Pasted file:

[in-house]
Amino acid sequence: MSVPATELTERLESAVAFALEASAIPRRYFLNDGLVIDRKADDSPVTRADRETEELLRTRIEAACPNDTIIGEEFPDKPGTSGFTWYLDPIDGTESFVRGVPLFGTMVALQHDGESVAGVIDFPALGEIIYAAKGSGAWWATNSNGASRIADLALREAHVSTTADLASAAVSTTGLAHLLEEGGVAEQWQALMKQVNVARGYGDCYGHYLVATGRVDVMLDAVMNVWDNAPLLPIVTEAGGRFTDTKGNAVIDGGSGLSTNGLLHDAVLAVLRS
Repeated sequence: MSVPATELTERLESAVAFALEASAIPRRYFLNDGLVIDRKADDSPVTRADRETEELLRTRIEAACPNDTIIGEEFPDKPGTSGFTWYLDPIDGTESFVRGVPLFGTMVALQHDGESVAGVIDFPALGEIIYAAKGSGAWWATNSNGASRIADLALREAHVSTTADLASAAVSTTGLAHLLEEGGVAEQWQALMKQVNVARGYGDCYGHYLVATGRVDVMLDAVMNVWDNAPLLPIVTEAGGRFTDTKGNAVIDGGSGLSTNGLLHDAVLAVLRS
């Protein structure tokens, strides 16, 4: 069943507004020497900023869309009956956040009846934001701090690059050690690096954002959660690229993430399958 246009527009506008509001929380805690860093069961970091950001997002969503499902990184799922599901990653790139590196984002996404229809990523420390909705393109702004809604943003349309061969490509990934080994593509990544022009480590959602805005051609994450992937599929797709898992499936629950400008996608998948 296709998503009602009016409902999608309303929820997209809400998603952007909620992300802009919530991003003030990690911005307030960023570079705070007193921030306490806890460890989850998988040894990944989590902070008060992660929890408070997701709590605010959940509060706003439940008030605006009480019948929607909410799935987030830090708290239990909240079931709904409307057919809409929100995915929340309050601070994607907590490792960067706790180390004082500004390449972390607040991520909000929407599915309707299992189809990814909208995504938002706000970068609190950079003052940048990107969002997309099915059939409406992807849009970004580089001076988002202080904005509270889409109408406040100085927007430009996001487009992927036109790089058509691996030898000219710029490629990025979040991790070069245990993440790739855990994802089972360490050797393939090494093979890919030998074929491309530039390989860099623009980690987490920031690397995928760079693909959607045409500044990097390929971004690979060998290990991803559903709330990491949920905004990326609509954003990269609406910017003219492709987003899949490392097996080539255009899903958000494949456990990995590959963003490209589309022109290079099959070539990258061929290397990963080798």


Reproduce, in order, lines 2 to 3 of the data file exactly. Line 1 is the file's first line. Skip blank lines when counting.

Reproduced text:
Amino acid sequence: MSVPATELTERLESAVAFALEASAIPRRYFLNDGLVIDRKADDSPVTRADRETEELLRTRIEAACPNDTIIGEEFPDKPGTSGFTWYLDPIDGTESFVRGVPLFGTMVALQHDGESVAGVIDFPALGEIIYAAKGSGAWWATNSNGASRIADLALREAHVSTTADLASAAVSTTGLAHLLEEGGVAEQWQALMKQVNVARGYGDCYGHYLVATGRVDVMLDAVMNVWDNAPLLPIVTEAGGRFTDTKGNAVIDGGSGLSTNGLLHDAVLAVLRS
Repeated sequence: MSVPATELTERLESAVAFALEASAIPRRYFLNDGLVIDRKADDSPVTRADRETEELLRTRIEAACPNDTIIGEEFPDKPGTSGFTWYLDPIDGTESFVRGVPLFGTMVALQHDGESVAGVIDFPALGEIIYAAKGSGAWWATNSNGASRIADLALREAHVSTTADLASAAVSTTGLAHLLEEGGVAEQWQALMKQVNVARGYGDCYGHYLVATGRVDVMLDAVMNVWDNAPLLPIVTEAGGRFTDTKGNAVIDGGSGLSTNGLLHDAVLAVLRS